Nahid sent her ex-husband massages through mutual friends to get him sign the forms that proved there was a mutual intent for divorce. “During the divorce procedure, he asked me to renounce the alimony for my kids and I didn’t agree. Now he doesn’t want to cooperate. I feel his power over me even after six years. I can’t even travel to Iran to see my mother.”

To see for myself about what it was like for women in Nahid’s situation, I called the consulate in Washington, saying I was an applicant. I told them: my husband doesn’t agree with divorce; but we have lived separately the last six years. A man in the legal department who introduced himself as Mr. Nikkhah told me: “You should hire a lawyer and process the divorce on your side. Your lawyer should consider looking at one of the 12 circumstances on which a woman can ask for divorce. When you register your divorce in Iran, we can help you to register it here.” He didn’t tell me what would happen if my case didn't fit within those 12 circumstances. What if I can’t afford a lawyer or I couldn’t find one? What would happen to my case then? I explained to him that in order to secure a divorce in Iran, the husband had to be present and be active in making sure proceedings go ahead. In many cases, it can take years and sometimes divorces don't even go through. But the man I spoke to said, "There is no other way."

Afsaneh is another woman living in the US who has been forced to deal with the strange rules of the Islamic Republic consulate. “When I called the consulate, they asked me If our marriage was registered in Iran only. I answered no, and he told me we should register the divorce first in America and then they will register it in Iran.”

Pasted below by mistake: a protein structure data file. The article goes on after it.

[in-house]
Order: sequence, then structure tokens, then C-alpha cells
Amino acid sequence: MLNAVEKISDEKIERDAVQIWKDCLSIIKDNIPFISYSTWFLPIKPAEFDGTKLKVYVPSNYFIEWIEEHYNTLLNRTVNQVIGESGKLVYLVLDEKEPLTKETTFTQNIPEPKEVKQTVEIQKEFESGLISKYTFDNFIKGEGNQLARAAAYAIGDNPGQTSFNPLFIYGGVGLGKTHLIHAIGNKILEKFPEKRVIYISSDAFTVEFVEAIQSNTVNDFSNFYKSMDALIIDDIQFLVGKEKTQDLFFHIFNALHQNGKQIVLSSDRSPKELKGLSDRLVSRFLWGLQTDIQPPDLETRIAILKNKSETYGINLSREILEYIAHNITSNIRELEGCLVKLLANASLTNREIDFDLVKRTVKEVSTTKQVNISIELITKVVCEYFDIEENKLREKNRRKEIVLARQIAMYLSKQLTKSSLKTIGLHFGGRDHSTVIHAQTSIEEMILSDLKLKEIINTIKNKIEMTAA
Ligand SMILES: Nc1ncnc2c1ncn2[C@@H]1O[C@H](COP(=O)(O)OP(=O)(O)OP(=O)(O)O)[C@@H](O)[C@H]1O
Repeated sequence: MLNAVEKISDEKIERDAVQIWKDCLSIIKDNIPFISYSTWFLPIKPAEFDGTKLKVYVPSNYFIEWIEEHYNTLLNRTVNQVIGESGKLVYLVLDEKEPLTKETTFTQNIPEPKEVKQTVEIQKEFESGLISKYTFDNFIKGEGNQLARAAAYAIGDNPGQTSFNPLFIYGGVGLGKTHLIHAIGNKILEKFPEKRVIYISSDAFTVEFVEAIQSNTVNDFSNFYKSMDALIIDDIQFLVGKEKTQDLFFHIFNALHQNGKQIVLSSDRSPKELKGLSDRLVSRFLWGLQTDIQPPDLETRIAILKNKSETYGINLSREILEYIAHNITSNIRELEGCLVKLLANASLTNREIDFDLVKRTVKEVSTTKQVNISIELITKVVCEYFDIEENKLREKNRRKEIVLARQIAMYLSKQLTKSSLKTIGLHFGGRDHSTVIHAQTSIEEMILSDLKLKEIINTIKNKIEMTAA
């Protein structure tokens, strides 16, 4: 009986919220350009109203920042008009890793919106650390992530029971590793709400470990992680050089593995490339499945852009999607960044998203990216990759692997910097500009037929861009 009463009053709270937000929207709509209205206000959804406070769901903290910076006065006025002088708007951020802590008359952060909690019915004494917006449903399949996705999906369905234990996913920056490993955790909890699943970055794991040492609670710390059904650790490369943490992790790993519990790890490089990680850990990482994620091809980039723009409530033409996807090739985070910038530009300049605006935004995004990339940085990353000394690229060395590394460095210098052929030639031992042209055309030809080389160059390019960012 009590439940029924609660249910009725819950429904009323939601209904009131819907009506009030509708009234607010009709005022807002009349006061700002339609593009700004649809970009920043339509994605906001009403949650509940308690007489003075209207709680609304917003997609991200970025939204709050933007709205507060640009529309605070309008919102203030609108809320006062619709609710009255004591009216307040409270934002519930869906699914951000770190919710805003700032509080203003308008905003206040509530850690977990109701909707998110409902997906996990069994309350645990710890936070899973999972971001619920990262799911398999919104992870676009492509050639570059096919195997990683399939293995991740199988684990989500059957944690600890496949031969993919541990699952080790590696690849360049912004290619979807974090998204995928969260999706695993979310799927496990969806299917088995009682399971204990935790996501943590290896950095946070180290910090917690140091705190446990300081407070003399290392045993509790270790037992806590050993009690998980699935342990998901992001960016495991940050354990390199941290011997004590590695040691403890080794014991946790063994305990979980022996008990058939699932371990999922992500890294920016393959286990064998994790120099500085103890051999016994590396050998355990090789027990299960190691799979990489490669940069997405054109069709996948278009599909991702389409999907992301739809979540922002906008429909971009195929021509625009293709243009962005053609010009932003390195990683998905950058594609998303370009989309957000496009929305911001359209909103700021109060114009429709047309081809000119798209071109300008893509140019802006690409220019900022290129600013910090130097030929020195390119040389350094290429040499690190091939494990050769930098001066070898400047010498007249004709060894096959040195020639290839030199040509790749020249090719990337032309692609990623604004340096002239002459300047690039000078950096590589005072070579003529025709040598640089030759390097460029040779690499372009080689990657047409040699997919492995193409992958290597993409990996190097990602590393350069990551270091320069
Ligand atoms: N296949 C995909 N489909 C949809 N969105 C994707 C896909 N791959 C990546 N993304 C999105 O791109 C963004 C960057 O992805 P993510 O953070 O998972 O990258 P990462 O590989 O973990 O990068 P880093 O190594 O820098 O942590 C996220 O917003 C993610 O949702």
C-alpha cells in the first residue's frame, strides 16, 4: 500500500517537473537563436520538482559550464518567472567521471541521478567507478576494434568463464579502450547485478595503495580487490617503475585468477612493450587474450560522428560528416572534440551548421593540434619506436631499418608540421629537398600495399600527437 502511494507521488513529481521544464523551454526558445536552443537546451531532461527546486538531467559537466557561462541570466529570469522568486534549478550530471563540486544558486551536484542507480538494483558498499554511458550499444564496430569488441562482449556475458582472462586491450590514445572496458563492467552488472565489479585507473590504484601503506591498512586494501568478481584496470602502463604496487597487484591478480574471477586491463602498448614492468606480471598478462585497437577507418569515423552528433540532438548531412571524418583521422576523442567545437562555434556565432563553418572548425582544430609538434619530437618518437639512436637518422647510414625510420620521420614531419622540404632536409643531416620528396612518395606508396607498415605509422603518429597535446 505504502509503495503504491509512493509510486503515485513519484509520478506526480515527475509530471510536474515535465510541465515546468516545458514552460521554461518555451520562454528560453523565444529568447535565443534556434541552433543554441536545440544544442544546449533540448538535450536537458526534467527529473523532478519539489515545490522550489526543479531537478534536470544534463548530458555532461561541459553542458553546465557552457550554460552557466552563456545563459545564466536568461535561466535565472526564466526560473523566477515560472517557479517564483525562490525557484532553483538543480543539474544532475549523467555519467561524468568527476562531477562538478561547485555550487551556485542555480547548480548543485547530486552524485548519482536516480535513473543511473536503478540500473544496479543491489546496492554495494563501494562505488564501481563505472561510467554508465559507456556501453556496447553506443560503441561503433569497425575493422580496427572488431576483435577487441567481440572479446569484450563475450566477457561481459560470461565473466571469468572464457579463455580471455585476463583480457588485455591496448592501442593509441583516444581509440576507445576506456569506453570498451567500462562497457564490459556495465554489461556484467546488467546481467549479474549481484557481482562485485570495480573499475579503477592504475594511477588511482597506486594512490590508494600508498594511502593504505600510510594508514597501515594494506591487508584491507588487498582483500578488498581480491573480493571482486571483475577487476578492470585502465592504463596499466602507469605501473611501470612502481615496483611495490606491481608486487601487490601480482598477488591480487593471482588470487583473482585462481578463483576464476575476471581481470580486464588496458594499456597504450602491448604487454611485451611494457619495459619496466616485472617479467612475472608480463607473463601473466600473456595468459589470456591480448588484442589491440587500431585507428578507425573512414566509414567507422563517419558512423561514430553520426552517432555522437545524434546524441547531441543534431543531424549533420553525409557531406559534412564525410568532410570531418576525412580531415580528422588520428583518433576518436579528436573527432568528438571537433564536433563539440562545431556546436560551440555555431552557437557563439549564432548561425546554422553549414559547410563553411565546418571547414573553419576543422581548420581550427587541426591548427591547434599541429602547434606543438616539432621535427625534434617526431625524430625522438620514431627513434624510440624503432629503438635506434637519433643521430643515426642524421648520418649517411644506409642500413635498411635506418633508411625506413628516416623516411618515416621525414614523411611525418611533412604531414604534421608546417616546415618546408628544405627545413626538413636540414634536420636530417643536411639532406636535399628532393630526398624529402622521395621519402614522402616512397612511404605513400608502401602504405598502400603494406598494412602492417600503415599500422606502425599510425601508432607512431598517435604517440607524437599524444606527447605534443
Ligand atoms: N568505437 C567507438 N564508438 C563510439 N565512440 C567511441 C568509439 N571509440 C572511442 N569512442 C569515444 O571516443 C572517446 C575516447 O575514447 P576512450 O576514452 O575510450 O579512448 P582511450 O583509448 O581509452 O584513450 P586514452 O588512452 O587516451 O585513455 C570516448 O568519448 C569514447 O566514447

But ultimately, Afsaneh’s husband abused the situation. 

“My husband was wealthy. According to American law, half of his wealth belongs to me after divorce. My husband asked me to waive my rights, and only then would he process the divorce in an Iranian court,” she said.

Afsaneh agreed. But even though they registered the divorce in the US as agreed, her husband didn’t deliver his promise. He wouldn’t sign the forms. It took Afsaneh six months to convince him, through talking to mutual friends, to process the Iranian divorce.

These stories give only a glimpse of what it is like for many Iranian women trying to secure some of their most basic rights, whether they are based in Iran or not.